Social forces are important determinants of how people behave, how economies work at the macroeconomic level, and the effectiveness of economic policies. However, this dimension is generally overlooked in mainstream economics. How Social Forces Impact the Economy demonstrates that a broader conception of social economics provides for a better understanding of how economies work as a whole.
This book argues that adopting a truly social approach to economics opens the door to studying how people form preferences, and how they learn by taking cues from others about how to behave and what to consume. Each chapter contributor works to highlight the breadth of new insights and possibilities that emerge from a fuller understanding of social economics. Part I focuses on microeconomics, bringing individual behaviors and individual entrepreneurs into a more social context. Part II focuses on macroeconomic topics, such as how money and quasi-monies (like Bitcoins) are social, how money developed as a social institution, and how social forces matter for economic development. Finally, Part III looks at the consequences of considering social factors when it comes to policy: environmental policy, industrial policy, and policies promoting greater equality.
This book is invaluable reading to anyone interested in the relationship between economics and sociology, how social forces affect policy effectiveness, human behavior, and the overall economy.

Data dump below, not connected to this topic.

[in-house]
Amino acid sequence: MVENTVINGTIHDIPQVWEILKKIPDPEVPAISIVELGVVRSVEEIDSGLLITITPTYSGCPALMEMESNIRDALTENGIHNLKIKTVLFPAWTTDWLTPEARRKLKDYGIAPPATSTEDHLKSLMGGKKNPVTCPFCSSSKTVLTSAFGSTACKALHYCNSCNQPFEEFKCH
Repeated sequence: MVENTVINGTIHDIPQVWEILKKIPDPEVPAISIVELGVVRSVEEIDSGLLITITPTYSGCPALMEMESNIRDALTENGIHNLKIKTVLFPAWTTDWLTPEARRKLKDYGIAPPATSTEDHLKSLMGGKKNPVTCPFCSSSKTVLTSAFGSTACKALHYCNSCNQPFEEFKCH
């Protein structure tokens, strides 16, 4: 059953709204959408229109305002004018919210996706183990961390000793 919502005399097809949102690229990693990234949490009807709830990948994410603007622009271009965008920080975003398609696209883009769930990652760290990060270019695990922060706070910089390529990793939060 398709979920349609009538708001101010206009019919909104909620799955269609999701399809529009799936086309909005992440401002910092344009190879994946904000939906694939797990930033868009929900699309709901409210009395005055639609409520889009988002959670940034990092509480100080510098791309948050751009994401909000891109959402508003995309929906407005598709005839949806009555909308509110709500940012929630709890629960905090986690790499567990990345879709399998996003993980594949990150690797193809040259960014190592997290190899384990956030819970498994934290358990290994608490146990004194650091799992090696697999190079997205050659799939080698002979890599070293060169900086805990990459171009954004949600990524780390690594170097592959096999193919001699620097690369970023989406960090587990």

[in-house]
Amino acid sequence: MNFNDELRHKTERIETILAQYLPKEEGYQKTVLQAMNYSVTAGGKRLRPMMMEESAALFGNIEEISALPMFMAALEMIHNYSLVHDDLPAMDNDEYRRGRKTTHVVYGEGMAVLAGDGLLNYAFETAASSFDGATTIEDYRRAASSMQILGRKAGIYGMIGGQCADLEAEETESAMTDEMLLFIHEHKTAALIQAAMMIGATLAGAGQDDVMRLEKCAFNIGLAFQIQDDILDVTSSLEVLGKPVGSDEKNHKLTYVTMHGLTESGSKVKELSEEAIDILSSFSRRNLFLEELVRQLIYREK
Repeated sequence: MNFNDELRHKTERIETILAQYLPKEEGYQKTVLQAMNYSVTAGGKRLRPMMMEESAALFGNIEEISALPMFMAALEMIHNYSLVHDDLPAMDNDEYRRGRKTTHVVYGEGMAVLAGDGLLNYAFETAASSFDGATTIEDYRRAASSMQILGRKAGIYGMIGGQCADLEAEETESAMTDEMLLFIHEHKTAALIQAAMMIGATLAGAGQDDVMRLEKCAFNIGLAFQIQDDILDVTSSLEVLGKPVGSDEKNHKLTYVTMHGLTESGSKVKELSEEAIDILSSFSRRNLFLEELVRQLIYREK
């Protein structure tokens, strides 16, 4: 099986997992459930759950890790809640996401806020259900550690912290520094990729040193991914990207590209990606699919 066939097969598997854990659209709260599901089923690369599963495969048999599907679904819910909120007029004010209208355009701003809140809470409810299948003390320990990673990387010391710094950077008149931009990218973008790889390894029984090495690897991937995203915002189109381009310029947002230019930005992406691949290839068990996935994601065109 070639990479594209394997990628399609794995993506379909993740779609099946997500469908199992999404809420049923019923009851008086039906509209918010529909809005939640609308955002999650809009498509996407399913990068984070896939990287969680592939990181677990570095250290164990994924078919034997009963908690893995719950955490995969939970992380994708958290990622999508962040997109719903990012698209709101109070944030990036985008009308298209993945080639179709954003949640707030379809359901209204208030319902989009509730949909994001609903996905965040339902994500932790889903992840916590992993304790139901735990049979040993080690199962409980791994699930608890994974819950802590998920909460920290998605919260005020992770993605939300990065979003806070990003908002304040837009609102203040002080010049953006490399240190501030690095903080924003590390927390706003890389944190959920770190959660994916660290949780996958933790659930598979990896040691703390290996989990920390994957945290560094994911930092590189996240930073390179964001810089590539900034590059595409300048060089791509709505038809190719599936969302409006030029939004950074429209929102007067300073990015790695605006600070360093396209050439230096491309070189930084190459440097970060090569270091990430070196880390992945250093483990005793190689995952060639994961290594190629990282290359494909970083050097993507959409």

Table of Contents
(1) Introduction: Putting the Social Back into Economics by Steven Pressman
Part I- Individual Behavior
(2) Becker's Two Models of Social Interaction by Ross Tippit
(3) Greed, Need and Solidarity: The Socialization of Homo Economicus by Roger D. Johnson
(4) The Burden of Knowledge and Schumpeter’s Innovation by Austin Landini
Part II- Macroeconomics and Money
(5) Money as Social Institution: Its Historical Emergence and Political Implications by Ann E. Davis
(6) A Closer Look at the Promise of the Blockchain in Banking and Biobanking by Valérie Racine and Anita Dancs
(7) When the Cultural Argument Goes too Far: The Need to Limit Particularism and Welcome Convergence on Socially Progressive Goals by Anna Klimina
Part III- Policy Issues
(8) Industrial Policy and Societal Goals: A New Look at the American Case (from Hamilton to Obama and Trump) by Marco R. Di Tommaso, Mattia Tassinari and Andrea Ferrannini
(9) Relational Determinants of International Environmental Cooperation: A Panel Analysis by Mimi Houston
(10) Explaining Inequality: Facts are No Longer Enough by Dell Champlin and Janet Knoedler
Steven Pressman is Professor of Economics at Colorado State University, USA, and Emeritus Professor of Economics and Finance at Monmouth University, USA.